Updated: Apr 28
It’s been twenty years since Steven Spielberg’s Saving Private Ryan. Think about that. Twenty years. It was the film that really changed what you can do in a war film; its intuitive shaky-cam style being relentlessly copied in subsequent films and video games ever since. And, of course, that initial 24 minute Omaha beach landing section is still widely considered one of the greatest cinematic opening sequences in the history of commercial films.
The Second World War has always been fertile ground for televised and cinematic storytelling. However, the critical acclaim and financial success of Spielberg’s movie led many studios to believe they could emulate that success. Yet, few really captured it. In the year 2001 particularly there were varying degrees of success with Enemy at the Gates receiving very mixed reviews for its decent performances and tension but its forced love story and questionable historical accuracy saw it slaughtered by many critics. And the less said about Michael Bay’s Pearl Harbour the better.
But where cinema failed in 2001 to capture the essence of Spielberg’s 1998 film, the televised 10-part mini-series Band of Brothers did not. And the reason for this could be down to Spielberg himself (he was afterall an executive producer, collaborating again with Tom Hanks ). But it would be unfair and misguided to lay all credit solely on him considering the amount of writing talent, directors and performers involved.
Based on Stephen E. Ambrose’s novel of the same name, the series told the story of Easy Company (2nd Battalion, 506th Parachute Infantry Regiment, of the 101st Airborne Division, to give the full military designation) during their experiences in the Second World War, beginning with their jump training in America and then England before the invasion of Normandy, as well as battles and skirmishes throughout Europe before culminating in the defeat of Germany. The episodes generally focussed on a particular character and at the beginning of each the real veterans the book was based were shown giving some insight into their experiences (their names hidden until the final episode ending so as to avoid spoiling any tension for the audience).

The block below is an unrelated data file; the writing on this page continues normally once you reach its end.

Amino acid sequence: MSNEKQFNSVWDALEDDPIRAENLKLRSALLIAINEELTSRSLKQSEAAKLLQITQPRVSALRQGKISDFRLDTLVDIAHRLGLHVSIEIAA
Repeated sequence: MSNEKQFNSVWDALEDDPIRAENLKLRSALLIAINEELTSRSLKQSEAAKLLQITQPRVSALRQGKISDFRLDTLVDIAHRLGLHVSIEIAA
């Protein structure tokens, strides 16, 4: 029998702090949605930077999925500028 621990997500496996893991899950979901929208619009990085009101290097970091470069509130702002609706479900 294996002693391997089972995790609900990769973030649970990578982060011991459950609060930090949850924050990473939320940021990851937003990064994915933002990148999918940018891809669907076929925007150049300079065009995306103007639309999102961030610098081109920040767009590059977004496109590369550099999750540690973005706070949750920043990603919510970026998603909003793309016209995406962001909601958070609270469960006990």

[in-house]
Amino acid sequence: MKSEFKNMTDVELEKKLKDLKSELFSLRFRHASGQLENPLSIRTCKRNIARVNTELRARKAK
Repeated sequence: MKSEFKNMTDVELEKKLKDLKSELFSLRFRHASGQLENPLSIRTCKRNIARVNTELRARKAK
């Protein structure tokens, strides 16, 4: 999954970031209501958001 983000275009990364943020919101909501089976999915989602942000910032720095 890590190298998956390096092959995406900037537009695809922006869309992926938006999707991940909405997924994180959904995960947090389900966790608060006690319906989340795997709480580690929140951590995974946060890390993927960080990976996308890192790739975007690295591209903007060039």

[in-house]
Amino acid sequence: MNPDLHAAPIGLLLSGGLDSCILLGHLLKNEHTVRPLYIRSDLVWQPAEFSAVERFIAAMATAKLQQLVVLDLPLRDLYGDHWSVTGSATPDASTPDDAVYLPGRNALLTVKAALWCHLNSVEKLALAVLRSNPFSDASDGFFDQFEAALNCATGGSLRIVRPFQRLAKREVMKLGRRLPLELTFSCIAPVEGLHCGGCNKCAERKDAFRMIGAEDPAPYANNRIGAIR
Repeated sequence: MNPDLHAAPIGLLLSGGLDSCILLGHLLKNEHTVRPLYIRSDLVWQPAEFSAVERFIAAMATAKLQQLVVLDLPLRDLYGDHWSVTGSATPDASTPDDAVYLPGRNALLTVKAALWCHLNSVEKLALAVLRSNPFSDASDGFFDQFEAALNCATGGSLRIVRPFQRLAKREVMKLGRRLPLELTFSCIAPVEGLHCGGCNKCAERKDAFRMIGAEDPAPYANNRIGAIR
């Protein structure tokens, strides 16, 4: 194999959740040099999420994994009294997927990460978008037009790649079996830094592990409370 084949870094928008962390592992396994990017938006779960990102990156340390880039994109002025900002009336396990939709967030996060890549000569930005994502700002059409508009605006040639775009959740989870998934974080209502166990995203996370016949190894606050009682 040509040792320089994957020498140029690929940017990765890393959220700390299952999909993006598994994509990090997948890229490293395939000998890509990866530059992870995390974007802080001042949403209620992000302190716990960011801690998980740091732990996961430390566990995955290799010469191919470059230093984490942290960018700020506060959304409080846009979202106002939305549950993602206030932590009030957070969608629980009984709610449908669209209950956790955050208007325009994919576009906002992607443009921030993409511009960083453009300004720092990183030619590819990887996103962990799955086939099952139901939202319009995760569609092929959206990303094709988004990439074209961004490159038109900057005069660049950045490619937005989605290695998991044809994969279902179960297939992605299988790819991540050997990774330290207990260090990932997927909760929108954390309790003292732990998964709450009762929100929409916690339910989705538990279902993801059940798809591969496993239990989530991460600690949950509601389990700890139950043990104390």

Spielberg and Hanks chose to transpose Ambrose’s novel into a ten hour mini-series format which allowed the screenwriters and creators more freedom to explore different veterans perspectives (given there were so many troops with interesting stories it meant the writers had to merge facets of some characters and due creative licence was used effectively to make the show work). It would be unthinkable now to imagine Band of Brothers the Movie with the entire running time of the series condensed, edited, spliced into a two-hour action film. The mini-series format was the correct choice and, due to it being a joint production between HBO and the BBC, each episode was nearly a full hour and so they actually felt more like ten well-crafted miniature films.
Now, it is beyond cliché to describe the togetherness that soldiers feel when fighting in war; that familial bond has been explored countless times in all forms of media for decades if not centuries. And Band of Brothers (as the title suggests) was most definitely a show with that as the primary constant but was also one of the most engaging, powerfully performed iterations of that theme.
Easy Company are introduced as fresh-faced recruits; young Americans that have signed up to be parachute infantrymen because they heard it paid a little better (and not for a moment concerned how dangerous it would be jumping out of a plane thousands of feet in the air and landing in enemy territory). However, as the series progressed that zest for action waned as the toll it had taken on the troops worsened, not only from the dwindling numbers as many perished during engagements with the Germans - or in the case of poor Hoobler, his own trophy Luger- but the surviving soldiers became hardened, weary, battle worn and, in some cases, shell-shocked (the episode Carantan told from Blithe’s point of view showcased what little was known at the time about the effects on soldiers of being in constant battle).